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Understanding VoIP

VoIP Protocols

There are a number of protocols that may be employed in order to provide for VoIP communication services. In this section, we will focus on those which are most common to the majority of the devices deployed and being deployed today.

Virtually every device in the world uses a standard called Real-Time Protocol (RTP) for transmitting audio and video packets between communicating computers. RTP is defined by the IETF in RFC 3550. The payload format for a number of CODECs are defined in RFC 3551, though payload format specifications are defined in documents also published by the ITU and in other IETF RFCs. RTP also addresses issues like packet order and provides mechanisms (via the Real-Time Control Protocol, or RTCP, also defined in RFC 3550) to help address delay and jitter.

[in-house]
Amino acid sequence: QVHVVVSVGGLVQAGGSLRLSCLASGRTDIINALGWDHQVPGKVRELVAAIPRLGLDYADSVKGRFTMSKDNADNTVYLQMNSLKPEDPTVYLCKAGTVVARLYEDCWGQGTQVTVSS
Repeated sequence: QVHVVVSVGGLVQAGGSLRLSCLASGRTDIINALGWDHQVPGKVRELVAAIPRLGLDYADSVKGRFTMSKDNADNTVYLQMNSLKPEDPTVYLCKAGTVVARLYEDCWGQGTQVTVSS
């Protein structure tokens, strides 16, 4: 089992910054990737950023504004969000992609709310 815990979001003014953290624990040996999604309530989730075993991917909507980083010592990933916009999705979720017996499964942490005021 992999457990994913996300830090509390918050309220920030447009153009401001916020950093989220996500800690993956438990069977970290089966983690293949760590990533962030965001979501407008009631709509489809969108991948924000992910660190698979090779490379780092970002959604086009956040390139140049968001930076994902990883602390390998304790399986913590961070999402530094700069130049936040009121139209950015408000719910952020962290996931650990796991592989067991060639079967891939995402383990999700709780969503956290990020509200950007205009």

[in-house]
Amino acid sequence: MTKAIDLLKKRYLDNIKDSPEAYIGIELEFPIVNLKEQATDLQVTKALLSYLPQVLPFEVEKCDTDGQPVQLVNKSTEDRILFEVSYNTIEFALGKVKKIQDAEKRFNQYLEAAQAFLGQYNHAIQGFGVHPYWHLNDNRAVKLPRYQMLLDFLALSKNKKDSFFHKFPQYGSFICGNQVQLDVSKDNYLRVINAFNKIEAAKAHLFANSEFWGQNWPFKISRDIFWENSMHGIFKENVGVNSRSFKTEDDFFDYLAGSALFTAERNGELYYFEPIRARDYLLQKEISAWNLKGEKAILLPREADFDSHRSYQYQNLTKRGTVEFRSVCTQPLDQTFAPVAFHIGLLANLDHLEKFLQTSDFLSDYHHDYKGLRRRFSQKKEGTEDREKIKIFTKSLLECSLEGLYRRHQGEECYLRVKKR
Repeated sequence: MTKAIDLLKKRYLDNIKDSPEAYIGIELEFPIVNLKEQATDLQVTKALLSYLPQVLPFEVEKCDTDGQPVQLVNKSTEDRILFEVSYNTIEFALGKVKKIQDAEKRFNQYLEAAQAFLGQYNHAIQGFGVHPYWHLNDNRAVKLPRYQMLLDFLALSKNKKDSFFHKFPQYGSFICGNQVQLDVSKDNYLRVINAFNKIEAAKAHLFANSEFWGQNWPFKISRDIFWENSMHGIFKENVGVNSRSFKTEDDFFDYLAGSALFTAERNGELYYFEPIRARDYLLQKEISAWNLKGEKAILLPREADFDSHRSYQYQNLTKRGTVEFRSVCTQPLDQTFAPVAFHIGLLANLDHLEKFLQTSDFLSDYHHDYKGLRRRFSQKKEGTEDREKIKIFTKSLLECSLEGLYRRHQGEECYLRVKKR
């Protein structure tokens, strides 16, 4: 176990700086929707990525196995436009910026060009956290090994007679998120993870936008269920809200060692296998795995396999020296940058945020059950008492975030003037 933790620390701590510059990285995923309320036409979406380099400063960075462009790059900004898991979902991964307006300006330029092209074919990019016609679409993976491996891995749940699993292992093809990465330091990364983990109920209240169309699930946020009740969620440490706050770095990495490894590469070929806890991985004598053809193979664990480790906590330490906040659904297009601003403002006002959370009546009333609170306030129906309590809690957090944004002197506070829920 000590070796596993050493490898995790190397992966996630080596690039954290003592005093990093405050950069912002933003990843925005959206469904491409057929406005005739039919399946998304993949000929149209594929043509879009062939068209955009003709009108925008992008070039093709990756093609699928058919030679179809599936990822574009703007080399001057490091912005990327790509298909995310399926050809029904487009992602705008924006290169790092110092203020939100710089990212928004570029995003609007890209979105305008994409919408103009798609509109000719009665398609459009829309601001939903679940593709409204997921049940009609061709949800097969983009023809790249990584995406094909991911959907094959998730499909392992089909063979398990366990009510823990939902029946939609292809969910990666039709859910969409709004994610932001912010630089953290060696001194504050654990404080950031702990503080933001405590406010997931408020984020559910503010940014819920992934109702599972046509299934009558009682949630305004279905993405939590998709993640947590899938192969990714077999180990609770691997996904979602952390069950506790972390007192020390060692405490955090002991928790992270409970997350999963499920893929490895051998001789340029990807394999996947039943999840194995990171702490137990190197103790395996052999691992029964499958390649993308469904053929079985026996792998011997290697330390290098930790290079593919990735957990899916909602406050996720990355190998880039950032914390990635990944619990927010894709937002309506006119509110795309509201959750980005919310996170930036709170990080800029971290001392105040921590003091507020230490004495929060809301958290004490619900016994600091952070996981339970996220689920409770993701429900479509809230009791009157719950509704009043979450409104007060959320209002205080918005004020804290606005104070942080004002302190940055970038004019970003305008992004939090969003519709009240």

One of the areas of concern for people communicating over the Internet is the potential a person to eavesdrop on communication. To address these security concerns, RTP was improved upon with the result being called Secure RTP (defined in RFC 3711). Secure RTP provides for encryption, authentication, and integrity of the audio and video packets transmitted between communicating devices.

Before audio or video media can flow between two computers, various protocols must be employed to find the remote device and to negotiate the means by which media will flow between the two devices. The protocols that are central to this process are referred to as call-signaling protocols, the most popular of which are H.323 and Session Initiation Protocol (SIP) and they both rely on static provisioning, RAS (ITU-T Rec. H.225.0), DNS, TRIP (RFC 3219), ENUM (RFC 3762), and other protocols to find other users.